Second edition of YRTK: Call for input

A second edition of Your Right to Know is in the works, and I am keen to hear from any readers about improvements that can be made to make this next edition even better and more comprehensive. I will most likely be including an additional chapter on decisions made by the Information Commissioner and Information Tribunal and the way the law has been used in practice. I will also provide more detail about what is happening in Scotland. What else would you like to see?

  • Do you have any problems using the book?
  • Is there something you want to know that wasn’t addressed?
  • Have you found any changes to the FOI contact details listed in the book?

I’d particularly like to hear from anyone who has made requests under the Freedom of Information or Environmental Information Regulations. What was your experience? How would you rate the public authority’s response? Were they helpful and professional or obstructive and delaying?

You can either post your comments here or email me. Many thanks!

3 Responses to “Second edition of YRTK: Call for input”

  1. N Louis says:

    In the second edition of Your Right to Know you could say something about how requests are actually looked upon by Civil Servants when they arrive in the various departments. Because although laws may change or be brought in. The attitude of Civil Servants both in local and central government towards being helpful and accommodating when a request arrives, leaves a lot to be desired.

    The very fact that so many people have to take decisions to the Information Commissioner, only for him to either fail to make decisions quickly or protect the secrecy status quo shows that the whole FOI Act needs strengthening in favour of the public not the public authority.

    It’s no use just highlighting experiences where requests made under the Freedom of Information or Environmental Information Regulations. Then rating the public authority’s response if they were helpful, professional or obstructive and delaying, as this doesn’t get to the very essence of the attitudes behind information being hidden by the civil service.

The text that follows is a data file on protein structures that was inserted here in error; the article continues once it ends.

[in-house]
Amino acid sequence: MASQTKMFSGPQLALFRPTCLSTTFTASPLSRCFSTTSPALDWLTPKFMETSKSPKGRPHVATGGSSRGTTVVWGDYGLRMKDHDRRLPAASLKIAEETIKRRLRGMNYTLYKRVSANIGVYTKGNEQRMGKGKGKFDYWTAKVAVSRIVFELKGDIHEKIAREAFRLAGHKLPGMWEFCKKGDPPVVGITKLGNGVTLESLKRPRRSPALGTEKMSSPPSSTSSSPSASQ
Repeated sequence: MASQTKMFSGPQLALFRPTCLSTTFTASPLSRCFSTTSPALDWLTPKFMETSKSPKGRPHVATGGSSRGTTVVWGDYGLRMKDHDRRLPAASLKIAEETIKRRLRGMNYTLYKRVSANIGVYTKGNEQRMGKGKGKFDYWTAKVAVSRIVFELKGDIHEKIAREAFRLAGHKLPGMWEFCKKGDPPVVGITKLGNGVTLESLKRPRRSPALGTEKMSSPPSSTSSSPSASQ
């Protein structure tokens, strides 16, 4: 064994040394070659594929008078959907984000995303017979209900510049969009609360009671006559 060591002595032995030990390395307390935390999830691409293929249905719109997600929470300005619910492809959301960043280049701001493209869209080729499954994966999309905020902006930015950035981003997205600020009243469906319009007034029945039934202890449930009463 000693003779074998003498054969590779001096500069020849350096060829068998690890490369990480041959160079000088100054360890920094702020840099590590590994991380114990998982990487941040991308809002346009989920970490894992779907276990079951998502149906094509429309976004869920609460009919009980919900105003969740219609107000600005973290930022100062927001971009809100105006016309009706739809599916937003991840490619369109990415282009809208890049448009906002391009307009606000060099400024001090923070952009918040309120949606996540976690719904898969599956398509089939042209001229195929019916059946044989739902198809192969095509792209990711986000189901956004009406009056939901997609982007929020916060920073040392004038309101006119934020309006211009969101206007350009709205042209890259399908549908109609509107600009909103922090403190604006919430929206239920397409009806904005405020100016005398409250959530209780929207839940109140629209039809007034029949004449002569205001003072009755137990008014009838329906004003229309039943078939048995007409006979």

You may also want to look and include something about the outcome of the current Freedom of Information – Costs Exercise that the big central departments are going to carryout. As its was agreed by ministers that following the first year of implementation, there’s some evidence of the costs the Freedom of Information (FOI) Act has placed on government departments is needed.

  2. Rod says:

    I’d like to see discussion of the amount of time the IC should be allowed to review a case and come to a decision. My own request for disclosure of the Wells Report into the NHS University was turned down by the dpartment of health (& at internal review) under section 33 of the act & sent to the IC in April 2005. I still haven’t got a ruling.

    As far as I can find out very few refusals were under section 33 -it might be interesting to see how different sections of the act are being used to refuse requests?


  3. John Cross says:

    I am enjoying your book, it is very interesting. My suggestion is that you could take the template letters in the previous edition and upload them. This would make it quicker for people to write requests.
    I found it difficult to know how to be specific in my request without the risk of missing out on information that would interest me, guidance on this would be good.

    So far I have made two requests and got one acknowledgement of receipt.
    Regards and thanks,

    John Cross

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